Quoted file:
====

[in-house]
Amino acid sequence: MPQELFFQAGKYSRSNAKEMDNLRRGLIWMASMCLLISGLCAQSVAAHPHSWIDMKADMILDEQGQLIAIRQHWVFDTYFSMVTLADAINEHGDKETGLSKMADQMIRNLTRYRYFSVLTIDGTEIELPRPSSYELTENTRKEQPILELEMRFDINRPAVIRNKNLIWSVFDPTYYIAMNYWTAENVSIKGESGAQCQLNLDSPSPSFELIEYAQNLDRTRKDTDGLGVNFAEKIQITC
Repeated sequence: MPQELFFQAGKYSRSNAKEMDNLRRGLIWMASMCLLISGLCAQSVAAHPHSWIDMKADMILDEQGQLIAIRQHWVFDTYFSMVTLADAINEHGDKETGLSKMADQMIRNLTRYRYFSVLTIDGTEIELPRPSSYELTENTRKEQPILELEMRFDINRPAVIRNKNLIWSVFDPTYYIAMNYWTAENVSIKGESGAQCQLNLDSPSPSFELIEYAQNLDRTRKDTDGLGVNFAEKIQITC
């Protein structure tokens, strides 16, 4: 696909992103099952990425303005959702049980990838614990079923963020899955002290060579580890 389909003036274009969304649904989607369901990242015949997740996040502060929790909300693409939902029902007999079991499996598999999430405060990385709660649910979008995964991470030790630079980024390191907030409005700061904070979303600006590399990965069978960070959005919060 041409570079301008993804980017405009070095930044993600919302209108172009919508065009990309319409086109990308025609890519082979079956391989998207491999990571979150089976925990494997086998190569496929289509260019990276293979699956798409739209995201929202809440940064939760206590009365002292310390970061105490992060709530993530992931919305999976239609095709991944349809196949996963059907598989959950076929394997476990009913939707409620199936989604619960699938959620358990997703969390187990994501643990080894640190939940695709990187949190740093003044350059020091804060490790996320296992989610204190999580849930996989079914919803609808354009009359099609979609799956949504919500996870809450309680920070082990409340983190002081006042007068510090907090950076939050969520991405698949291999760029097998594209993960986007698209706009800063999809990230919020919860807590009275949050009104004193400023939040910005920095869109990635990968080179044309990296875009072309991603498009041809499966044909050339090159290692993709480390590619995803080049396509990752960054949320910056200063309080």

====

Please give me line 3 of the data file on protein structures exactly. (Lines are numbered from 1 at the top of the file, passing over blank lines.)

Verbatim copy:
Repeated sequence: MPQELFFQAGKYSRSNAKEMDNLRRGLIWMASMCLLISGLCAQSVAAHPHSWIDMKADMILDEQGQLIAIRQHWVFDTYFSMVTLADAINEHGDKETGLSKMADQMIRNLTRYRYFSVLTIDGTEIELPRPSSYELTENTRKEQPILELEMRFDINRPAVIRNKNLIWSVFDPTYYIAMNYWTAENVSIKGESGAQCQLNLDSPSPSFELIEYAQNLDRTRKDTDGLGVNFAEKIQITC